The Cadorna barracks in Legnano, outside Milan, is buzzing with activity as 529 Italian infantrymen make final preparations for their expected departure for Lebanon as part of a projected international peace-keeping force.

Like Italy's enthusiastic participation in the larger Sinai observer force, its involvement in Lebanon is seen here as an indication that after years of inertia, Italian foreign and defense policy has taken on a new, activist sheen.

Italian participation in the three-nation force, which also would include American and French troops, was approved here last Friday in one of the last political acts of caretaker Premier Giovanni Spadolini, whose five-party coalition resigned the next day.

But the formal go-ahead was just the last act in several weeks of intense diplomatic activity by Italian Foreign Minister Emilio Colombo. A Foreign Ministry official said this week that Italy first began considering the possibility of participating after the French offered their own military contingent earlier this summer. Both the French and the Italians already had a small military presence in Lebanon as part of the United Nations peace-keeping force there.

In July, Colombo, a Christian Democrat, discussed the matter when he met in Washington with Secretary of State George P. Shultz and in Rome with U.S. special envoy Philip C. Habib. According to diplomatic sources, Colombo told the Americans that Italy was willing to supply a military contingent as long as other Europeans participated and the Israelis, the Palestine Liberation Organization and the Lebanese all agreed.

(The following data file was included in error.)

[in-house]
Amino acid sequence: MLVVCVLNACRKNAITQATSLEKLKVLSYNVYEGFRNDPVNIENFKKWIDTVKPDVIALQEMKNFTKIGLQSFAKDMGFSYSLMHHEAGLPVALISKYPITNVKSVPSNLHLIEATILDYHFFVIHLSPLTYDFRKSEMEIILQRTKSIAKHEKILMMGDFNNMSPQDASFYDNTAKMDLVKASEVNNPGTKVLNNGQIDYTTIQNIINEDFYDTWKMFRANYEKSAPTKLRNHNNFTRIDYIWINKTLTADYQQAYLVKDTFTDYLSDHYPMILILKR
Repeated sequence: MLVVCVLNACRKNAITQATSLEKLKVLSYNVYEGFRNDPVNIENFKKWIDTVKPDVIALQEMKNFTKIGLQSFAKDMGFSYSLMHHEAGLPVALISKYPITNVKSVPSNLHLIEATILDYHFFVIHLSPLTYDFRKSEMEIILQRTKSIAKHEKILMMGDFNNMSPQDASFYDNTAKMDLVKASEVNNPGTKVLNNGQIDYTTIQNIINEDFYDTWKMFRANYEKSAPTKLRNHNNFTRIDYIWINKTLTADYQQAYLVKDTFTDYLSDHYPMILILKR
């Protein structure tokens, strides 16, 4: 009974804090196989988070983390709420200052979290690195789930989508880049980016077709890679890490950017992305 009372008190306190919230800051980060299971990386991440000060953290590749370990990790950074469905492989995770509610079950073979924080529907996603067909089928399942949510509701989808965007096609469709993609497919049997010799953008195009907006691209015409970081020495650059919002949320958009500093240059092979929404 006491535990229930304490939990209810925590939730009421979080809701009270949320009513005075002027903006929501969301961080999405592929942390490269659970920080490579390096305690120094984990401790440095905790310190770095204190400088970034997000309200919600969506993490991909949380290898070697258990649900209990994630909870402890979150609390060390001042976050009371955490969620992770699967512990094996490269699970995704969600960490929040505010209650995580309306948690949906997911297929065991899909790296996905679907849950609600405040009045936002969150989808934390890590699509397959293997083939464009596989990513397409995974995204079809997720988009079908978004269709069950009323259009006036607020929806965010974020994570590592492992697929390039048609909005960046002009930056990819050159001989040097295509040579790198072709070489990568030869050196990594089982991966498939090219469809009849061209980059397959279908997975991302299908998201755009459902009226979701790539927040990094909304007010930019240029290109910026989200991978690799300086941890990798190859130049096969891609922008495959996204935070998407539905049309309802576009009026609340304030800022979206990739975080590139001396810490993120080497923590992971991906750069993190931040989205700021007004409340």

The Italian troops are ready to fly to the southeastern Adriatic port of Brindisi to sail for Lebanon on two Navy ships. Western diplomatic sources said Italian Defense Ministry officials are in Beirut helping to work out final arrangements.

The participation in a multinational peace-keeping force of the highly trained Italian troops, known for their black, feathered helmets and their unique running march accompanied by trumpets, is a source of pride for Italian policy-makers.

It also is seen as a sign of Italy's new assertiveness.

There also has been a new willingness to assume greater responsibility in the Mediterranean area as well as unprecedented increases in defense spending and some uncharacteristic, innovative strategic changes.

Two years ago, the Italians responded to an appeal from Maltese leader Dom Mintoff--worried about growing Libyan pressure -- with a guarantee of the island's neutrality and promises of substantial economic aid.

Arms sales to Libya have been curtailed sharply. And Western diplomats and military officials have words of praise for discreet Italian attempts to ease Greek-Turkish tensions on NATO's southern flank.

Furthermore, although the Italian defense budget, at 2.5 percent of the gross national product, is still the lowest in NATO, outlays have risen sharply over the last three years.

Renewed international and East-West tensions are credited with at least some of the responsibility for Italy's new decisiveness. A breakdown in domestic detente between the dominant Christian Democrats and the Communists also has played a role.

But much of the burst of dynamism, including an energetic policy of armed forces modernization, has been the work of Defense Minister Lelio Lagorio, the first Socialist to hold that post.

Because of the Socialist Party's past tradition of neutralism, Lagorio's appointment in April 1980 at first caused anxiety in Washington and in NATO outposts in Europe. But Lagorio, 56, a former mayor of Florence, has worked closely with party leader Bettino Craxi to bring the party on to firmly pro-NATO ground.